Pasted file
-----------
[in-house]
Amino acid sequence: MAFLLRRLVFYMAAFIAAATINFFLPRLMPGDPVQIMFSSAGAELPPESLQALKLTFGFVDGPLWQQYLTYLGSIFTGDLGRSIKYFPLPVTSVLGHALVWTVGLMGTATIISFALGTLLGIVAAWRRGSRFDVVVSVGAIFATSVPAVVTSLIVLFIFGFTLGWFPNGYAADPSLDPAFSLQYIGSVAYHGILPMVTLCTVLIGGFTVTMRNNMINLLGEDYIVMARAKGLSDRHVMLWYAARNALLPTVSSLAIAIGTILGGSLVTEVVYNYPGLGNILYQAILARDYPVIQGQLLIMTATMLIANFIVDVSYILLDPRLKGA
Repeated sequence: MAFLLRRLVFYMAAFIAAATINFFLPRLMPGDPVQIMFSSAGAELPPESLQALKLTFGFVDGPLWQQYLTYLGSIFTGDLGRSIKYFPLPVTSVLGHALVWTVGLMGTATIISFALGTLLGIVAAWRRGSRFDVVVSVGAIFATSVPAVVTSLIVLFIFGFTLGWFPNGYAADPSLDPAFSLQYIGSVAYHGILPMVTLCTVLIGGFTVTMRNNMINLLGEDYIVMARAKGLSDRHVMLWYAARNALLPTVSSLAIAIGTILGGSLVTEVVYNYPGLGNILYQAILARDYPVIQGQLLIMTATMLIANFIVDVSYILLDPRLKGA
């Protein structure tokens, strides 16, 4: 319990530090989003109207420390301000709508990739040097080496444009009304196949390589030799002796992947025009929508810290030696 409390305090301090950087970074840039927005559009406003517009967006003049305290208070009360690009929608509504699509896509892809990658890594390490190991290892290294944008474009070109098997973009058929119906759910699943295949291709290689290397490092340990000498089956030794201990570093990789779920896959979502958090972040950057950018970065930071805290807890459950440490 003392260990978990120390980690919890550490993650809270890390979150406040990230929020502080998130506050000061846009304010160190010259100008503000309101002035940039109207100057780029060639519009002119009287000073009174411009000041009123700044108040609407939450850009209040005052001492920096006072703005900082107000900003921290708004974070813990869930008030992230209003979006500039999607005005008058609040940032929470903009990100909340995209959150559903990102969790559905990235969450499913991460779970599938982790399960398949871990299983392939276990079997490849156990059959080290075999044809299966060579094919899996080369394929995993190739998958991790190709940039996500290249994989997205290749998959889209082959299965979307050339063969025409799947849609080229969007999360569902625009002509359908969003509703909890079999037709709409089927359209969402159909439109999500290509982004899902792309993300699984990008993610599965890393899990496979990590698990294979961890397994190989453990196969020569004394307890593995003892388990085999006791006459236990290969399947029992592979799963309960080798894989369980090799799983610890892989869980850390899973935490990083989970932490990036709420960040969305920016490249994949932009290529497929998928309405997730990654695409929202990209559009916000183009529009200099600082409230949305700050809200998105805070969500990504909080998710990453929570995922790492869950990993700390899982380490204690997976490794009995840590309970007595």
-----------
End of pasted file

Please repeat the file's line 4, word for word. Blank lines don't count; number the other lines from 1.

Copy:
């Protein structure tokens, strides 16, 4: 319990530090989003109207420390301000709508990739040097080496444009009304196949390589030799002796992947025009929508810290030696 409390305090301090950087970074840039927005559009406003517009967006003049305290208070009360690009929608509504699509896509892809990658890594390490190991290892290294944008474009070109098997973009058929119906759910699943295949291709290689290397490092340990000498089956030794201990570093990789779920896959979502958090972040950057950018970065930071805290807890459950440490 003392260990978990120390980690919890550490993650809270890390979150406040990230929020502080998130506050000061846009304010160190010259100008503000309101002035940039109207100057780029060639519009002119009287000073009174411009000041009123700044108040609407939450850009209040005052001492920096006072703005900082107000900003921290708004974070813990869930008030992230209003979006500039999607005005008058609040940032929470903009990100909340995209959150559903990102969790559905990235969450499913991460779970599938982790399960398949871990299983392939276990079997490849156990059959080290075999044809299966060579094919899996080369394929995993190739998958991790190709940039996500290249994989997205290749998959889209082959299965979307050339063969025409799947849609080229969007999360569902625009002509359908969003509703909890079999037709709409089927359209969402159909439109999500290509982004899902792309993300699984990008993610599965890393899990496979990590698990294979961890397994190989453990196969020569004394307890593995003892388990085999006791006459236990290969399947029992592979799963309960080798894989369980090799799983610890892989869980850390899973935490990083989970932490990036709420960040969305920016490249994949932009290529497929998928309405997730990654695409929202990209559009916000183009529009200099600082409230949305700050809200998105805070969500990504909080998710990453929570995922790492869950990993700390899982380490204690997976490794009995840590309970007595």